As our school-children know, Thanksgiving extends all the way back to the very founding settlements of the English-speaking Christians in what is now New England and Virginia. Edward Winslow, for example, wrote in his journal about the first Thanksgiving in that first harvest season in the New World in 1621. These Thanksgiving worship services continued through those difficult founding years. Another journal-writer, William Bradford, attested to the new Americans gathering together to thank God for His blessings. On June 20 1676, the Plymouth Council issued a Proclamation that read, in part: “The Council has thought meet to appoint and set apart the 29th day of this instant June, as a day of Solemn Thanksgiving and praise to God for such his Goodness and Favour . . .” During those arduous days in which our present nation developed through unspeakable hardships, violent vicissitudes, and uncertainties without number, those now-famous colonies emerged, from Maine to Georgia, with each body politic creating thanksgiving days of their own. The Continental Congress governed the land from 1774-1789, during the terrible days of the American Revolution. It was Samuel Adams who drafted the wording for a Thanksgiving Proclamation in 1777 that gave the reason for the holy day:
“To inspire our Commanders, both by Land and Sea, and all under them, with that Wisdom and Fortitude which may render them fit Instruments, under the Providence of Almighty God, to secure for these United States, the greatest of all human Blessings, Independence and Peace: That it may please him, to prosper the Trade and Manufactures of the People, and the Labor of the Husbandman, that our Land may yield its Increase: To take Schools and Seminaries of Education, so necessary for cultivating the Principles of true Liberty, Virtue and Piety, under his nurturing Hand; and to prosper the Means of Religion, for the promotion and enlargement of that Kingdom, which consisteth ‘in Righteousness, Peace and Joy in the Holy Ghost.’”
General Washington, also, issued his own Proclamation of Thanksgiving. After the 1789 Presidential election, President Washington gave the first United States Proclamation of Thanksgiving on October 3, 1789. Successive presidents followed our first national leader in similar proclamations of Days of Prayer and Thanksgiving. Yet, with Abraham Lincoln, we have the framing of the National Day of Prayer that we know today. On October 3, 1863, with crisis of the American Civil War separating brother from brother, Abraham Lincoln called on the nation to set apart the last Thursday of the month of November to seek God in prayer and Thanksgiving: “I do therefore invite my fellow citizens in every part of the United States, and also those who are at sea and those who are sojourning in foreign lands, to set apart and observe the last Thursday of November next, as a day of Thanksgiving and Praise to our beneficent Father who dwelleth in the Heavens.” Politics got into the National Day of Thanksgiving during the days following the Great Depression. President F.D. Roosevelt, being urged by Fred R. Lazarus, Jr. (1884 – 1973), founder of what became Macy’s Department Store (then, Federated Department Stores) and a considerable donor to Democratic politicians, changed Thanksgiving from the last to the fourth Thursday in November. This was done in order to extend the shopping season. While Republicans decried the move as a “Democratic Thanksgiving” the country moved forward with the remnant of the Pilgrim’s prayers mixed in with Macy’s commercial interests. As television became more prominent in American homes football and, later, holiday specials like “Charlie Brown’s Christmas” added both sports and entertainment to the day’s festivities.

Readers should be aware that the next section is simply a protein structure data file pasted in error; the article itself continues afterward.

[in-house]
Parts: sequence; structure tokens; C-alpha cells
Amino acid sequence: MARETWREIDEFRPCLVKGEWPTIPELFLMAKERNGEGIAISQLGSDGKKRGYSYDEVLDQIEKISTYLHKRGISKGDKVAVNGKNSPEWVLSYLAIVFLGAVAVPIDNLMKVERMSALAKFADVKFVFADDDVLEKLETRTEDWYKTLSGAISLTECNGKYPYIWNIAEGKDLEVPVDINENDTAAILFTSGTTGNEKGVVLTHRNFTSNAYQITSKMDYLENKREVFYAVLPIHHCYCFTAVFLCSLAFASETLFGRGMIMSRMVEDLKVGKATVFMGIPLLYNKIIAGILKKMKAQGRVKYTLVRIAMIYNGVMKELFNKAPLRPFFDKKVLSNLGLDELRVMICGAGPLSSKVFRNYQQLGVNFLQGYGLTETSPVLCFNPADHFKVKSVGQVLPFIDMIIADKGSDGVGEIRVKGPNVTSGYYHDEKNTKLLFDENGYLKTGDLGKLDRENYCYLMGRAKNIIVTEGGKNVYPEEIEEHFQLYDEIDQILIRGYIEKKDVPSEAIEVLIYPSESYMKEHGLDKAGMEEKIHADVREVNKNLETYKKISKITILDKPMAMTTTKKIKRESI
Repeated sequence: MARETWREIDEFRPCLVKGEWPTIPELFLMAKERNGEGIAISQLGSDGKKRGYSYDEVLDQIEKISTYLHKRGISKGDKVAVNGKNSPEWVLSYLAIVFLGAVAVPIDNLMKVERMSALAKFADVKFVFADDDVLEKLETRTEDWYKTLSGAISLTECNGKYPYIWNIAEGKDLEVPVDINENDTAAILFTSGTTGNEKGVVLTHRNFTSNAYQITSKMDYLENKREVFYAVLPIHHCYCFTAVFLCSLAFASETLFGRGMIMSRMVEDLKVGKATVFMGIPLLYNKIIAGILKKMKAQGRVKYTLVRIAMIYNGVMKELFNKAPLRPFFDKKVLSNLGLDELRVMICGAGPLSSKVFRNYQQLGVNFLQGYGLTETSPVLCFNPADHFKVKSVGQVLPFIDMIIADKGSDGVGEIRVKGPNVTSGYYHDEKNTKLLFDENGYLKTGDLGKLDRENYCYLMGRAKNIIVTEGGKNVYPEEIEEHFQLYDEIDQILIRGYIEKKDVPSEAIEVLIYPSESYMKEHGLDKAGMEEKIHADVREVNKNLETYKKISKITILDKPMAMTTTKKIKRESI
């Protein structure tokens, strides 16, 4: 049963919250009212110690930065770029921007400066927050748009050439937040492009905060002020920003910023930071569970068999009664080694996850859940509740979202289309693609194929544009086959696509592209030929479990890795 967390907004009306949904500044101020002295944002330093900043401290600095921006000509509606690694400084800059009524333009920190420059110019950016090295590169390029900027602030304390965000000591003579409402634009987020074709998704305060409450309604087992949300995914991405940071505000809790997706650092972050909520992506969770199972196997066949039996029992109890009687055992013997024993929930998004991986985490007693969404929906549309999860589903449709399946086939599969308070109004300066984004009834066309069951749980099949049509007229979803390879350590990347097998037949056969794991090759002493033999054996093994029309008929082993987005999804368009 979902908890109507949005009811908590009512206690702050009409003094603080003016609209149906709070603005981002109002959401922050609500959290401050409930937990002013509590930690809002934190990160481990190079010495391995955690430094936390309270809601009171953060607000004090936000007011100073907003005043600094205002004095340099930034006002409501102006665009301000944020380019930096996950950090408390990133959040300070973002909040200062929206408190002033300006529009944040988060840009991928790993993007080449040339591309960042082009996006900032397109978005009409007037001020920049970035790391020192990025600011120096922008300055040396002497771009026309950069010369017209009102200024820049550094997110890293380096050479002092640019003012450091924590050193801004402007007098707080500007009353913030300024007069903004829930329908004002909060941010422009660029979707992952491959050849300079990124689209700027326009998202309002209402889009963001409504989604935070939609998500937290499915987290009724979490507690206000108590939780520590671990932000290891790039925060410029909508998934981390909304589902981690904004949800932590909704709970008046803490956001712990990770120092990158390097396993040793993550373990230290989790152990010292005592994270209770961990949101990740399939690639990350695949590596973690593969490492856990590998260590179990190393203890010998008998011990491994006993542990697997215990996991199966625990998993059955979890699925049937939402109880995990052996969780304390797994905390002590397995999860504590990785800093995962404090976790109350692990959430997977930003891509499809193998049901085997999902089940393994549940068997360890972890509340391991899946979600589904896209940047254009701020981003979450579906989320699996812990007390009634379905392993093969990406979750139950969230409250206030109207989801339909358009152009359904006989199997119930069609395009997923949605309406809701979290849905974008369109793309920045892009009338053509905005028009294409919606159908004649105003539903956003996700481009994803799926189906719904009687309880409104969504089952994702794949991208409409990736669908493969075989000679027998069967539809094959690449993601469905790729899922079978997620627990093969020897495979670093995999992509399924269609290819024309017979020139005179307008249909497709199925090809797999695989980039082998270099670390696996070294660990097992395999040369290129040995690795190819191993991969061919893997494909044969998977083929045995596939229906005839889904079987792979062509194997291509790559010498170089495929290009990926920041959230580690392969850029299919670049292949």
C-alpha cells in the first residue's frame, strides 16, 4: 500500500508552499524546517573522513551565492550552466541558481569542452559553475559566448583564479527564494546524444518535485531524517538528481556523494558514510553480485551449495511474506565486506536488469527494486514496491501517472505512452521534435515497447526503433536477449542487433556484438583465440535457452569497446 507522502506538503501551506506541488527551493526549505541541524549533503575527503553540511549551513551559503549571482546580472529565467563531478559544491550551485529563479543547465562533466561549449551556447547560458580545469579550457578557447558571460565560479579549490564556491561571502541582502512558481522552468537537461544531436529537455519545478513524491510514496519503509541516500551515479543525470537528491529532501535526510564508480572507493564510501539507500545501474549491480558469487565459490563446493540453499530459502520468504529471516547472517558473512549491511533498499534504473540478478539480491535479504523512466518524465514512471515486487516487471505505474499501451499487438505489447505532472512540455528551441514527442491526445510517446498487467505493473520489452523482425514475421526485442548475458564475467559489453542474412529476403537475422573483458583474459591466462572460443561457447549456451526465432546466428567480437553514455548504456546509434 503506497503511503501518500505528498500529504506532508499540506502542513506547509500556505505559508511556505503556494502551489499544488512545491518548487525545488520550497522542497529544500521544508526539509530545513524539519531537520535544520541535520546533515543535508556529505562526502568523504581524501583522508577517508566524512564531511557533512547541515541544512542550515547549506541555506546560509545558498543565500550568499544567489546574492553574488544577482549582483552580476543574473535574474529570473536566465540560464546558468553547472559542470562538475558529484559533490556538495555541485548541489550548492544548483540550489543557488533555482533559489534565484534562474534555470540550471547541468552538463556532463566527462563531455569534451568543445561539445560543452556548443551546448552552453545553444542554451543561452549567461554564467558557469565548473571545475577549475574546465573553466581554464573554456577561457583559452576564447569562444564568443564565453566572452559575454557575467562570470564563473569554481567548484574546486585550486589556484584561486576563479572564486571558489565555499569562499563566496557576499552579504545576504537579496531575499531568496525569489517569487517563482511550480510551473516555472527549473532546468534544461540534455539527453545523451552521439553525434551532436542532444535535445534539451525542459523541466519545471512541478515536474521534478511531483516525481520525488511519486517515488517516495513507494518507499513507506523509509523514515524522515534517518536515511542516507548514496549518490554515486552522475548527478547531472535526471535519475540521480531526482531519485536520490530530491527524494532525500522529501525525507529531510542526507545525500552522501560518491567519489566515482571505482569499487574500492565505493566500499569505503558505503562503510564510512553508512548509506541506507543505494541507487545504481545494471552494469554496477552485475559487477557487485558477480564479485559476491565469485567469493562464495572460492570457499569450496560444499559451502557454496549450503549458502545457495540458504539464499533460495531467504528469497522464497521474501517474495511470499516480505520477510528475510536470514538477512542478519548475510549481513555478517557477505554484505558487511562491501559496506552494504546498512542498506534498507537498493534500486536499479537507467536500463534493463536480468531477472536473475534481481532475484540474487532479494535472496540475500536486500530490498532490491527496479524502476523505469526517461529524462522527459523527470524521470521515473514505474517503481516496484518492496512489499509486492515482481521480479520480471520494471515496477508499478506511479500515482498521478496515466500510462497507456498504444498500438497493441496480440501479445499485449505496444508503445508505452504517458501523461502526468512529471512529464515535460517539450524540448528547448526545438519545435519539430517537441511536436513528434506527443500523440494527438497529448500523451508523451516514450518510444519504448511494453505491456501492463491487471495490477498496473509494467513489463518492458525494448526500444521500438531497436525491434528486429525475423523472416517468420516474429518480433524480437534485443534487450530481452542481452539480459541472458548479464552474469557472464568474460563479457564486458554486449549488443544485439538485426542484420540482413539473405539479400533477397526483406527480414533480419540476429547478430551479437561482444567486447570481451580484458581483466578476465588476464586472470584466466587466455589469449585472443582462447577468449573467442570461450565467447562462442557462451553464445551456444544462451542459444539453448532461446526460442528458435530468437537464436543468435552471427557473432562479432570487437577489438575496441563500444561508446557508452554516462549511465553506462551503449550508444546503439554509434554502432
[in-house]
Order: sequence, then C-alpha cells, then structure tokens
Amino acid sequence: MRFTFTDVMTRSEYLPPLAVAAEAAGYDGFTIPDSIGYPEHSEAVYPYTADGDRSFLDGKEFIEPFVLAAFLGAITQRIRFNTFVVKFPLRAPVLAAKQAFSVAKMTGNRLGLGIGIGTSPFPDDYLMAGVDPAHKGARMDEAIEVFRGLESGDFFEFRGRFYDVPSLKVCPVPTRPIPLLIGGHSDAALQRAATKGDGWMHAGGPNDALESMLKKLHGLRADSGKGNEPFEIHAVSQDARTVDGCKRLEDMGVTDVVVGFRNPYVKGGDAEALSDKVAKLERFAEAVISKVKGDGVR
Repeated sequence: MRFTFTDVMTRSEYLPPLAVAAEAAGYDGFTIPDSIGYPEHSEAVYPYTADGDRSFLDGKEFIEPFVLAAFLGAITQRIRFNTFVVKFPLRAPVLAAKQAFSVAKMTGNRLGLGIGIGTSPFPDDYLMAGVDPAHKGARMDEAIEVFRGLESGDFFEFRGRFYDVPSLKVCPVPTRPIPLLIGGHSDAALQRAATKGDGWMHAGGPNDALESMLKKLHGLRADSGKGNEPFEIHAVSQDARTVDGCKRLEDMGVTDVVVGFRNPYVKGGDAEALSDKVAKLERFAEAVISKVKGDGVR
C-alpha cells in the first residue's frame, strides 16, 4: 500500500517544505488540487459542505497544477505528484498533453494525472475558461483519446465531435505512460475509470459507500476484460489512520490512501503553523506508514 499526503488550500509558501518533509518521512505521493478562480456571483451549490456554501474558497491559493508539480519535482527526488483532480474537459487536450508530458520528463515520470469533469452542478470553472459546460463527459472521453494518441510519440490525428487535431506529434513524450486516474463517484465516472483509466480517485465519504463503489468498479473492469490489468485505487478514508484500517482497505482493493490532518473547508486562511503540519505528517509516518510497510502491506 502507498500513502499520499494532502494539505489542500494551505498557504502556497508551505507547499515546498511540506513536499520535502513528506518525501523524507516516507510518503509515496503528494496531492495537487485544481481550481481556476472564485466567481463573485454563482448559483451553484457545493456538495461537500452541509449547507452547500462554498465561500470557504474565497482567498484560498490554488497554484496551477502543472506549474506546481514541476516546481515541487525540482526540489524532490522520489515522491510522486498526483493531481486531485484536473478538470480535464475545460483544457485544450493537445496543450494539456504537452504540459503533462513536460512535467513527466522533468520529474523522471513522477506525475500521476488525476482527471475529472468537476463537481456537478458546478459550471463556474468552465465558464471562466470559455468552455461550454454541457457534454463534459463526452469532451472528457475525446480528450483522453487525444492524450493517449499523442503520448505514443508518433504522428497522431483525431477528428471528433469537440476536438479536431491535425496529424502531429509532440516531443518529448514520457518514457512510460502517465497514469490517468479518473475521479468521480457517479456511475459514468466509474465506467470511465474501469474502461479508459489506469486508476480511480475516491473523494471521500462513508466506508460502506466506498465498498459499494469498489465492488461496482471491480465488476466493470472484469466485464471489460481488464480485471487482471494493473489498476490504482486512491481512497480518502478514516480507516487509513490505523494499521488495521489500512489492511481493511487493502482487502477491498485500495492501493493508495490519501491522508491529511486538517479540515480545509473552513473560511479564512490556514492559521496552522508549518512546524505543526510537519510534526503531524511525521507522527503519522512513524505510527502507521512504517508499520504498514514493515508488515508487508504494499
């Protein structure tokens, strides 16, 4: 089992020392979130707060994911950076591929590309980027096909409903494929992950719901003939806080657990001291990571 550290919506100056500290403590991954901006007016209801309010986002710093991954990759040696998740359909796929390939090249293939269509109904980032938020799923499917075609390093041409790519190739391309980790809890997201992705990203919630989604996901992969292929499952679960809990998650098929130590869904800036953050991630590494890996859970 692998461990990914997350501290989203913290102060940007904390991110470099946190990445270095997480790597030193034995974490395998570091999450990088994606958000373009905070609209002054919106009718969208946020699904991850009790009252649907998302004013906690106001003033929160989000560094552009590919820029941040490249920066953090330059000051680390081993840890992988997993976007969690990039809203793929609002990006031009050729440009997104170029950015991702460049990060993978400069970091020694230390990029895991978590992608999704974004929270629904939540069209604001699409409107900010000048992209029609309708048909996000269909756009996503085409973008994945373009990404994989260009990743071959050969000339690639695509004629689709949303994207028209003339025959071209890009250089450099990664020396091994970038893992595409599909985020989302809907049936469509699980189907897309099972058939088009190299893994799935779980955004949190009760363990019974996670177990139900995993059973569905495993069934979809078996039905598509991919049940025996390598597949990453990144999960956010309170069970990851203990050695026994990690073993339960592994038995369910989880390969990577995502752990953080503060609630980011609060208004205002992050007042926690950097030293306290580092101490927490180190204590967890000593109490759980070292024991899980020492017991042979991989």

For Christians, Thanksgiving Day remains a vital connection to our founding heritage as a nation founded by Christians who sought a “city on a hill” to shine the light of the Gospel to the ends of the earth. God blessed that vision and that covenant made between our Pilgrim forebears and Himself. It remains for church, each family, each believer to take a stand on that Day granted unto us as a national day of thanksgiving to gather together and ask the Lord’s blessings and to return sincere thanksgiving to Him for His blessings to this People gathered from all over the world; this nation of pilgrims called America.
Therefore let us take a stand: Let every believer resist the temptations of this “secular age” that would draw us away from the covenants our spiritual forefathers in this country made with the Almighty and return unto Him with repentance, true faith, and hearts filled with thanksgiving.
I prefer to conclude this entry with the words of John Adams in his March 6, 1799 proclamation:
[T]hat [the citizen] shall call to mind our numerous offenses against the Most High God, confess them before Him with the sincerest penitence, implore His pardoning mercy, through the Great Mediator and Redeemer, for our past transgressions, and that through the grace of His Holy Spirit we may be disposed and enabled to yield a more suitable obedience to His righteous requisitions in time to come…